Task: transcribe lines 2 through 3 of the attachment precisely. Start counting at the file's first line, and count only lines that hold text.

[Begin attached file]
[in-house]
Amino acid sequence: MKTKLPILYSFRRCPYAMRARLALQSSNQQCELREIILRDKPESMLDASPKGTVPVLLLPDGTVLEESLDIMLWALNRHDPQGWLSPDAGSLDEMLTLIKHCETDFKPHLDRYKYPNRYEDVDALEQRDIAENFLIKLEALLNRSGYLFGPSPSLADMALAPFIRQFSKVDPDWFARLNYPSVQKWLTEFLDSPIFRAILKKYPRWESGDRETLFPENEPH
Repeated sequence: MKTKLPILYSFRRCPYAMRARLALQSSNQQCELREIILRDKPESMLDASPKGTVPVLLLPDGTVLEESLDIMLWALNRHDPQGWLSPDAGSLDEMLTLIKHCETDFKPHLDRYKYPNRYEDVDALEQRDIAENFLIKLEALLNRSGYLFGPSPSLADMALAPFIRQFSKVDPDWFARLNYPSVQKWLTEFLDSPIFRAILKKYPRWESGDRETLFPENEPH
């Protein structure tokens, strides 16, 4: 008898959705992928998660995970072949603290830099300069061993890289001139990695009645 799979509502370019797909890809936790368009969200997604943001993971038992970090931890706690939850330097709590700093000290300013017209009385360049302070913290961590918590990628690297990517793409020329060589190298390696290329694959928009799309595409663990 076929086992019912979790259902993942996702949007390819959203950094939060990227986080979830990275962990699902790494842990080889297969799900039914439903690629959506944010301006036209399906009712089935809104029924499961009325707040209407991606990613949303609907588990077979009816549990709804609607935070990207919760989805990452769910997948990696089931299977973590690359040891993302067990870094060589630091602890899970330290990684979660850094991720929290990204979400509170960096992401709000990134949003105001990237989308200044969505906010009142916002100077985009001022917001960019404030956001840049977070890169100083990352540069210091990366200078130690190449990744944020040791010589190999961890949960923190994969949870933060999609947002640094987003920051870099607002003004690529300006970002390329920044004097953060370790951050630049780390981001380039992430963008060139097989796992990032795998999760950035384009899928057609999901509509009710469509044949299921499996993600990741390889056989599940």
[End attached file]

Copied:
Amino acid sequence: MKTKLPILYSFRRCPYAMRARLALQSSNQQCELREIILRDKPESMLDASPKGTVPVLLLPDGTVLEESLDIMLWALNRHDPQGWLSPDAGSLDEMLTLIKHCETDFKPHLDRYKYPNRYEDVDALEQRDIAENFLIKLEALLNRSGYLFGPSPSLADMALAPFIRQFSKVDPDWFARLNYPSVQKWLTEFLDSPIFRAILKKYPRWESGDRETLFPENEPH
Repeated sequence: MKTKLPILYSFRRCPYAMRARLALQSSNQQCELREIILRDKPESMLDASPKGTVPVLLLPDGTVLEESLDIMLWALNRHDPQGWLSPDAGSLDEMLTLIKHCETDFKPHLDRYKYPNRYEDVDALEQRDIAENFLIKLEALLNRSGYLFGPSPSLADMALAPFIRQFSKVDPDWFARLNYPSVQKWLTEFLDSPIFRAILKKYPRWESGDRETLFPENEPH